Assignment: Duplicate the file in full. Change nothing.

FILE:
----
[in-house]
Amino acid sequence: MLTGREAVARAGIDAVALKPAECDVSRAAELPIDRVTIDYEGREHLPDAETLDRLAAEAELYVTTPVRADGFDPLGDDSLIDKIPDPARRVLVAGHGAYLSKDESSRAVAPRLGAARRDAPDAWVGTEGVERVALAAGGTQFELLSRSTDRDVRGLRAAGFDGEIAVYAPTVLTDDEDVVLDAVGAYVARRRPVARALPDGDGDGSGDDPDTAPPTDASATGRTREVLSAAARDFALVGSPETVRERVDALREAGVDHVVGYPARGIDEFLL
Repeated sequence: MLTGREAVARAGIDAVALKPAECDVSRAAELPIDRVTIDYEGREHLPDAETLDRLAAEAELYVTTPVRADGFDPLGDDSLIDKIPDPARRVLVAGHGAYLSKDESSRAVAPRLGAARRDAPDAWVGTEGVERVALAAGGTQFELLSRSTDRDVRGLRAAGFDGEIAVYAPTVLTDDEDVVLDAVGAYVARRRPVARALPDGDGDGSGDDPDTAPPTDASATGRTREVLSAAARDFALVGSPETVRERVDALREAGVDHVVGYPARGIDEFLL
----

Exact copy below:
[in-house]
Amino acid sequence: MLTGREAVARAGIDAVALKPAECDVSRAAELPIDRVTIDYEGREHLPDAETLDRLAAEAELYVTTPVRADGFDPLGDDSLIDKIPDPARRVLVAGHGAYLSKDESSRAVAPRLGAARRDAPDAWVGTEGVERVALAAGGTQFELLSRSTDRDVRGLRAAGFDGEIAVYAPTVLTDDEDVVLDAVGAYVARRRPVARALPDGDGDGSGDDPDTAPPTDASATGRTREVLSAAARDFALVGSPETVRERVDALREAGVDHVVGYPARGIDEFLL
Repeated sequence: MLTGREAVARAGIDAVALKPAECDVSRAAELPIDRVTIDYEGREHLPDAETLDRLAAEAELYVTTPVRADGFDPLGDDSLIDKIPDPARRVLVAGHGAYLSKDESSRAVAPRLGAARRDAPDAWVGTEGVERVALAAGGTQFELLSRSTDRDVRGLRAAGFDGEIAVYAPTVLTDDEDVVLDAVGAYVARRRPVARALPDGDGDGSGDDPDTAPPTDASATGRTREVLSAAARDFALVGSPETVRERVDALREAGVDHVVGYPARGIDEFLL